In that I used the combination of [RoutePrefix..] and [Route...] to generate routes like

  • http://…/api/values/geta
  • http://…/api/values/getb

Attribute parameter names and type

In this post I will show a different way of achieving multiple GETs by matching the type of parameter passed to the controller with the appropriate method.

In the first example I will match a method to an int being passed in, note the [Route("{id:int}")], this specifies that the expected parameter is named “id” and is an int.

// GET api/values/7
[Route("{id:int}")]
public string Get(int id)
{
    return $"You entered an int - {id}";
}

It is no problem to add another GET method with a [Route("{id:Guid}")]. This works fine because there is no way and int and Guid can be confused.

// GET api/values/AAC1FB7B-978B-4C39-A90D-271A031BFE5D
[Route("{id:Guid}")]
public string Get(Guid id)
{
    return $"You entered a GUID - {id}";
}

Where we start having problems is when the attribute routing system can’t determine which method you were attempting to call because it can’t distinguish an int from a long (or a string, decimal etc.)

For example, if we had another GET method taking a long, it would cause many runtime errors.

// GET api/values/8 - this will not work because it could be an int or a long
// GET api/values/4147483647 - this works because it can ONLY be a long
[Route("{id:long}")]
public string Get(long id)
{
    return $"You entered an long - {id}";
}

If we called http://...api/values/8, the attribute routing system has no way of knowing whether the GET method for the int or the long should be called.

But if we called http://...api/values/4147483647, that number is larger than an int can hold, the attribute routing system knows only one method matches the call.

If you want to have longs and ints in the same controller one of the routes needs to be altered. Note the new route – [Route("large/{id:long}")].

To call it now use http://...api/values/large/8 or http://...api/values/large/4147483647

[Route("large/{id:long}")]
public string Get(long id)
{
    return $"You entered an long - {id}";
}

Download full source code.

Web API 2 Controller with multiple get methods

I have two other posts on multiple GET methods, one for ASP.NET 5 Web Api, and another for Web Api 2.

It seems that every version of Web API changes how it handles default routes or route prefixes or whatever the next name will be.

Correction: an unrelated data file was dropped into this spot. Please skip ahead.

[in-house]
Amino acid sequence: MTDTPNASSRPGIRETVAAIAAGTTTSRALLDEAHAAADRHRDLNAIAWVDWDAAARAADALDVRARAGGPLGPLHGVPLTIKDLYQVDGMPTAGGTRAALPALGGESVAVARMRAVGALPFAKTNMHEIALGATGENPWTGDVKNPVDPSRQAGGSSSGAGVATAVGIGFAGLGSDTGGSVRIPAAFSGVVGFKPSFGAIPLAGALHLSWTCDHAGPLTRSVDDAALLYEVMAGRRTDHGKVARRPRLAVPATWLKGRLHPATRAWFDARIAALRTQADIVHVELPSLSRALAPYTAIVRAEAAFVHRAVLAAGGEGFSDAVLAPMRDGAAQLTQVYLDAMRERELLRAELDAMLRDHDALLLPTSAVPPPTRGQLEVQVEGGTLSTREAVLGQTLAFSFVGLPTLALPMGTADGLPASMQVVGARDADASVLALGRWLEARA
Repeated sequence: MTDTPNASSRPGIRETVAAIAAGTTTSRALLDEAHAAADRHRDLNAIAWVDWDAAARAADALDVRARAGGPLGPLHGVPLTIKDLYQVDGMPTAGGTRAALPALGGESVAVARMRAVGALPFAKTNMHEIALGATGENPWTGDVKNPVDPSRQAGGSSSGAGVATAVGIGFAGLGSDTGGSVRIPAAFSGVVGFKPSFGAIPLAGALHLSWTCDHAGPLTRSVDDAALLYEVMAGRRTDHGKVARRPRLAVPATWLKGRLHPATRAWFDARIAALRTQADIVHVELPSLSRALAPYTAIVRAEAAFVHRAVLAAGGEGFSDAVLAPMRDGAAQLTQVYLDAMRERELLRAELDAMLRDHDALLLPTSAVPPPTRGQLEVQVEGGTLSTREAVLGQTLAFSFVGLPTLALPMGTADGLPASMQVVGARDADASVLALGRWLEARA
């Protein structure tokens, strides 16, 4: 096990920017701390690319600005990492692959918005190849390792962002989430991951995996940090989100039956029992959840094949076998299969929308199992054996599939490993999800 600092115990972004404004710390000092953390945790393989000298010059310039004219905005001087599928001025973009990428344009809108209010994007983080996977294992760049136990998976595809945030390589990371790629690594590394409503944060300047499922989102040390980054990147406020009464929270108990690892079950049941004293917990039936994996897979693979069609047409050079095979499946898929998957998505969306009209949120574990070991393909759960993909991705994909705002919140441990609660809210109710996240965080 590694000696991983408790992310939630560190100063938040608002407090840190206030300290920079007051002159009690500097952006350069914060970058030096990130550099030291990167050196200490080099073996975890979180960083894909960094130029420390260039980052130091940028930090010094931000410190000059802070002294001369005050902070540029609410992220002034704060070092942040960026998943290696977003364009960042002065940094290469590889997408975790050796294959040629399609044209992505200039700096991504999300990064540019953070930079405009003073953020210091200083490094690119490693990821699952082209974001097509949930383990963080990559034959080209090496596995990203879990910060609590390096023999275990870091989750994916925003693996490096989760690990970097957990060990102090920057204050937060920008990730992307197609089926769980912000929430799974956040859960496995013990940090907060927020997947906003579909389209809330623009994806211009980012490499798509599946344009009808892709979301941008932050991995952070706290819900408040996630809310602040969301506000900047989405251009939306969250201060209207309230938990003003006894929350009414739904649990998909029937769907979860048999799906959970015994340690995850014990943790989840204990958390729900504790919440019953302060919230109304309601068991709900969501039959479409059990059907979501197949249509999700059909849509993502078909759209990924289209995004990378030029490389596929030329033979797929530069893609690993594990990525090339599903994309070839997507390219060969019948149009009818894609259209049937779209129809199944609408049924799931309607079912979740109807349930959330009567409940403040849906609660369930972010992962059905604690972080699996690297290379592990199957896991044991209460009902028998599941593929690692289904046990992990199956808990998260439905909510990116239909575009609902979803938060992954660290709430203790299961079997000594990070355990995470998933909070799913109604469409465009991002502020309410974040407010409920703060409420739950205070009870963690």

I’ve written previously on how to handle multiple get methods in Asp.Net 5 Web API.

It’s a little different in Web Api 2.

using System.Web.Http;

namespace WebApiMultipleGets.Controllers
{
    [RoutePrefix("api/values")]
    public class ValuesController : ApiController
    {
        public string Get()
        {
            return "simple get";
        }

        [Route("geta")]
        public string GetA()
        {
            return "A";
        }

        [Route("getb")]
        public string GetB()
        {
            return "B";
        }

        [Route("getc")]
        public string GetC()
        {
            return "C";
        }

        [Route("getd")]
        public string GetD()
        {
            return "D";
        }
    }
}

ASP.NET 5 Web Api Controller with multiple get methods

I have two other posts on multiple GET methods, both for Web Api 2, the first shows how to use routes like ‘http://…/api/values/geta’ and the second shows ‘http://…/api/values/22’ or ‘http://…/api/values/AAC1FB7B-978B-4C39-A90D-271A031BFE5D’.

I was recently working on a Asp.Net 5 Web.Api application and needed a controller with multiple get methods.
I wanted to have something like GetByAdminId(int adminId) and GetByMemberId(int memberId) (yes I know people will say that you should have two controllers and maybe even two webservices, but that is the scenario I was faced with).

Of course this should not be the most difficult problem, but it was not obvious either.

Here is the solution.

using Microsoft.AspNet.Mvc;

namespace ControllerWithMultipleGetMethods.Controllers
{
    [Route("api/[controller]")] /* this is the default prefix for all routes, see line 20 for overriding it */ 
    public class ValuesController : Controller
    {
        [HttpGet] // this api/Values
        public string Get()
        {
            return string.Format("Get: simple get");
        }

        [Route("GetByAdminId")] /* this route becomes api/[controller]/GetByAdminId */
        public string GetByAdminId([FromQuery] int adminId)
        {
            return $"GetByAdminId: You passed in {adminId}";
        }

        [Route("/someotherapi/[controller]/GetByMemberId")] /* note the / at the start, you need this to override the route at the controller level */
        public string GetByMemberId([FromQuery] int memberId)
        {
            return $"GetByMemberId: You passed in {memberId}";
        }

        [HttpGet]
        [Route("IsFirstNumberBigger")] /* this route becomes api/[controller]/IsFirstNumberBigger */
        public string IsFirstNumberBigger([FromQuery] int firstNum, int secondNum)
        {
            if (firstNum > secondNum)
            {
                return $"{firstNum} is bigger than {secondNum}";
            }
            return $"{firstNum} is NOT bigger than {secondNum}";
        }
    }
}